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By Hank

Cheshire, United Kingdom Gb

Sorry, me again. I need to fill a gap.

I have an area right outside my back door that I've never done much with - as I don't really have a clue. It's about 6 yds long by about 21 inches wide and there's only a depth of soil 4 to 5 inches deep. I keep digging it over, adding compost whenever I have some spare, then raking it.
I'm ashamed to ask this but can I buy a packet of seeds, scatter them, and grow something that looks a bit better than raked soil ?




What's beneath the soil, is it solid, as in tarmac or concrete? Meaning there's no drainage underneath?

7 Jun, 2015


Just add some bedding plants for now to give you some colour and time to think about it.

7 Jun, 2015


B. There are drainage holes in the cnncrete slabs each side.
Thanks L. But please be specific. Bedding plants ? I know absolutely nothing. My wife did ALL the gardening for 50 years. I never did a thing.

7 Jun, 2015


Hi Hank, if you go to a garden centre, you will see loads of different 'bedding plants', they usually come in little trays of 4 to 6 plants, {they used to come in wooden seed trays with about 40 or 50 plants in the good old days, before the world and his dog became gardeners, and prices started to rocket}, there are usually quite a lot to choose from, and you throw them out at the end of summer, at which time you can plant spring flowering bulbs, or so called winter pansies, wallflowers etc, Derek.

7 Jun, 2015


There's no reason not to scatter some seeds, I've just thrown some poppy seeds on a couple of bare patches and there are millions coming up - more than I anticipated. Or how about night scented stocks, lovely smell. There's so many to choose from at the garden centres.

7 Jun, 2015


I have an narrow area round one side of the pergola which is mostly rubble and clay too. I tried to plant some Allium (ornamental onion) and though they have taken root and sent up leaves, the flowers are not very good as I couldn't plant them deep enough.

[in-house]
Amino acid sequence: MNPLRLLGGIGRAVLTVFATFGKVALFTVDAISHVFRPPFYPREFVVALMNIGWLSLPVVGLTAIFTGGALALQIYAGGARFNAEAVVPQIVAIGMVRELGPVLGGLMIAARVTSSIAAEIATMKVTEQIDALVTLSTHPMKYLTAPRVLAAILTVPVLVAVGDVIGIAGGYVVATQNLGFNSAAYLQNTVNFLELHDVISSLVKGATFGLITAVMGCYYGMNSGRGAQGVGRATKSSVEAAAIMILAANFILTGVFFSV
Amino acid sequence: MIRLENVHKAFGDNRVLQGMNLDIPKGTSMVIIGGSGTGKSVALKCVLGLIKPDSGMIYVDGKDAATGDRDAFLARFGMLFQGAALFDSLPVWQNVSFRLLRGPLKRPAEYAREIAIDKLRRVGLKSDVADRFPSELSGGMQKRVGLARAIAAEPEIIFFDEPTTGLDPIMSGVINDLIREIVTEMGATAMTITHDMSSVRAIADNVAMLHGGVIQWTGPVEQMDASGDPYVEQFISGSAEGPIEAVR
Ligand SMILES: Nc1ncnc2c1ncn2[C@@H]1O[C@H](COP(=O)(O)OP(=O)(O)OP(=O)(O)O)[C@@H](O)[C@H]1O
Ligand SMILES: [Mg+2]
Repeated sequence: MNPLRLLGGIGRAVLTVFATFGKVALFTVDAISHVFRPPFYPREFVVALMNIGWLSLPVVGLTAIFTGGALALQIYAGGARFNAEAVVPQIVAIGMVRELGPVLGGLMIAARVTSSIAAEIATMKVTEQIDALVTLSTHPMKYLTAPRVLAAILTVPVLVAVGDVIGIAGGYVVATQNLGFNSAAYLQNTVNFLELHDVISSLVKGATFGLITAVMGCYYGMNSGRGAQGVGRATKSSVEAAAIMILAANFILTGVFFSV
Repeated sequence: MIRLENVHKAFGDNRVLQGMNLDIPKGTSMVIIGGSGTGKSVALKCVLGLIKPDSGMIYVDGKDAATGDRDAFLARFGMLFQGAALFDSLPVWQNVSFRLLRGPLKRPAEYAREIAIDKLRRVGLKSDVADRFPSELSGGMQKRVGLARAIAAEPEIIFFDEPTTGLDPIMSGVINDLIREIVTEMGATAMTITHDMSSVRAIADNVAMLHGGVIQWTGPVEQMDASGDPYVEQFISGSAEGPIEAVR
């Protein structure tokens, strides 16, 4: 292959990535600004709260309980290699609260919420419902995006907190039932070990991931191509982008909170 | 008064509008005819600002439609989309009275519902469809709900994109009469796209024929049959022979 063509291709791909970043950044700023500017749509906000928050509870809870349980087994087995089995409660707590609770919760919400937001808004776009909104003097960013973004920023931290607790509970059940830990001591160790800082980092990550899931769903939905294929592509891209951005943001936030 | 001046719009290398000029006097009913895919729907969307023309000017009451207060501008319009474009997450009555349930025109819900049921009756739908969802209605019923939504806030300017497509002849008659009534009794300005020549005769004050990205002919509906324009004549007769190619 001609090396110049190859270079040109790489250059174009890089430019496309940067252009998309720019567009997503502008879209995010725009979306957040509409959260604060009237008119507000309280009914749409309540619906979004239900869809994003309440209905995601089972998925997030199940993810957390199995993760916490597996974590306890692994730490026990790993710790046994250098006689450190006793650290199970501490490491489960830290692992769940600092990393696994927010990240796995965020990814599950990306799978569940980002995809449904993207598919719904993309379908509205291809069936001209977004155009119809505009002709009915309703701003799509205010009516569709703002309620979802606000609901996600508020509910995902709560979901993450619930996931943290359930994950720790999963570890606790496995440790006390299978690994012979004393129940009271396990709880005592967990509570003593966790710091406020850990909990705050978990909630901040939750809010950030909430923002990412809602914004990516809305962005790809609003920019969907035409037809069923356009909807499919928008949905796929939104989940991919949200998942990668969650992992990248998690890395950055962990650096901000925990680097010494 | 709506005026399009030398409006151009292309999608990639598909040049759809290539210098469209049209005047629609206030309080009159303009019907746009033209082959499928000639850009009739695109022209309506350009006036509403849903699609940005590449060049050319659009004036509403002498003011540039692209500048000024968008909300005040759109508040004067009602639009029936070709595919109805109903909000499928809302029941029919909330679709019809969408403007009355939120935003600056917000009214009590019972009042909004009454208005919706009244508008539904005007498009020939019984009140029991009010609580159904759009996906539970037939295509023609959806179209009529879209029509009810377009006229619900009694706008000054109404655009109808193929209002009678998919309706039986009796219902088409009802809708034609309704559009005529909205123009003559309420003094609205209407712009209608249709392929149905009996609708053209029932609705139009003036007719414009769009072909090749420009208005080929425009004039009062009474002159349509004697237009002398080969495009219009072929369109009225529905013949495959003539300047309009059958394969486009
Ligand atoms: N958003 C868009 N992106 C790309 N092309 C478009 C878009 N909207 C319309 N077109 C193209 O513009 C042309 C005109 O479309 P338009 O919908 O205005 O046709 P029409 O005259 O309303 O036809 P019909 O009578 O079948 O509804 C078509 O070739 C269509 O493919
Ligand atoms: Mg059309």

All I think you can do is what's already been mentioned though you can put in rockery plants that don't mind rough soil and which will give you spring colour. Ask at your local garden centre. They will be only too happy to advise you.

7 Jun, 2015


As the soil depth is very shallow, bedding does seem the way to go - bedding means things like pansies, petunias, alyssum (seeds itself, worth buying you'll have some pop up next year), bush lobelia (not trailing). Will have a think about something more permanent - is it sunny in that spot or fairly shady?

7 Jun, 2015


In the short term you could do worse than annual bedding plants from the Garden Center. Why not a few lettuce seed as well, nice fresh lettuce just outside the back door - great if we get any warm, sunny weather!

7 Jun, 2015


Thanks all, that's much better. And Bu - I filled it with lettuce a couple of years ago ( and some beds) and I had 104, all ready at the same time. My neighbours and the staff at the library ( who I know well) were delighted. Every one was eaten.
Ba - the strip gets the sun 3/4 of the day.

7 Jun, 2015


I'm having trouble thinking of something permanent - I suspect at times it will be very dry, and other times quite wet. Campanula muralis is about the only thing I can think of - many rockery plants hate to have wet feet, and other plants that don't mind that don't like to dry out! If you just get one large plant, you could split it and see how it does in there - it'll spread and fill the whole lot with a bit of help (you digging up larger clumps and splitting then replanting them) over time.

13 Jun, 2015


Thanks B, looking into campanula muralis "as we soeak". Only just saw your reply.

15 Jun, 2015

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